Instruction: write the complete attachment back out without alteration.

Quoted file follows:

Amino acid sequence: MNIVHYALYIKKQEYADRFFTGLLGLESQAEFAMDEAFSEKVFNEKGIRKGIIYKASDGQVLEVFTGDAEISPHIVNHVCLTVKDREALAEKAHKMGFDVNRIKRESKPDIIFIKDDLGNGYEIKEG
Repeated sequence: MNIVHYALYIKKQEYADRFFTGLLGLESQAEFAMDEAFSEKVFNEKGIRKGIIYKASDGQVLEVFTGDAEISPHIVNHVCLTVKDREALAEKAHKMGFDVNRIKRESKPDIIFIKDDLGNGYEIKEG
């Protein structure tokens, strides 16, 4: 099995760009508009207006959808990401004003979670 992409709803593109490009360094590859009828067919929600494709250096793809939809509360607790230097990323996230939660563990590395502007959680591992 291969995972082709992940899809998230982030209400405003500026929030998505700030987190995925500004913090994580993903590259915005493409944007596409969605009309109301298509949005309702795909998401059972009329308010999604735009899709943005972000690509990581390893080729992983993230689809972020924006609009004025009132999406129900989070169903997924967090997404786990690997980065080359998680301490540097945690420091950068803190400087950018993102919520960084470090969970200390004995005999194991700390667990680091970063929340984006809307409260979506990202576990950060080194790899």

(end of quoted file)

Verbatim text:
Amino acid sequence: MNIVHYALYIKKQEYADRFFTGLLGLESQAEFAMDEAFSEKVFNEKGIRKGIIYKASDGQVLEVFTGDAEISPHIVNHVCLTVKDREALAEKAHKMGFDVNRIKRESKPDIIFIKDDLGNGYEIKEG
Repeated sequence: MNIVHYALYIKKQEYADRFFTGLLGLESQAEFAMDEAFSEKVFNEKGIRKGIIYKASDGQVLEVFTGDAEISPHIVNHVCLTVKDREALAEKAHKMGFDVNRIKRESKPDIIFIKDDLGNGYEIKEG
């Protein structure tokens, strides 16, 4: 099995760009508009207006959808990401004003979670 992409709803593109490009360094590859009828067919929600494709250096793809939809509360607790230097990323996230939660563990590395502007959680591992 291969995972082709992940899809998230982030209400405003500026929030998505700030987190995925500004913090994580993903590259915005493409944007596409969605009309109301298509949005309702795909998401059972009329308010999604735009899709943005972000690509990581390893080729992983993230689809972020924006609009004025009132999406129900989070169903997924967090997404786990690997980065080359998680301490540097945690420091950068803190400087950018993102919520960084470090969970200390004995005999194991700390667990680091970063929340984006809307409260979506990202576990950060080194790899």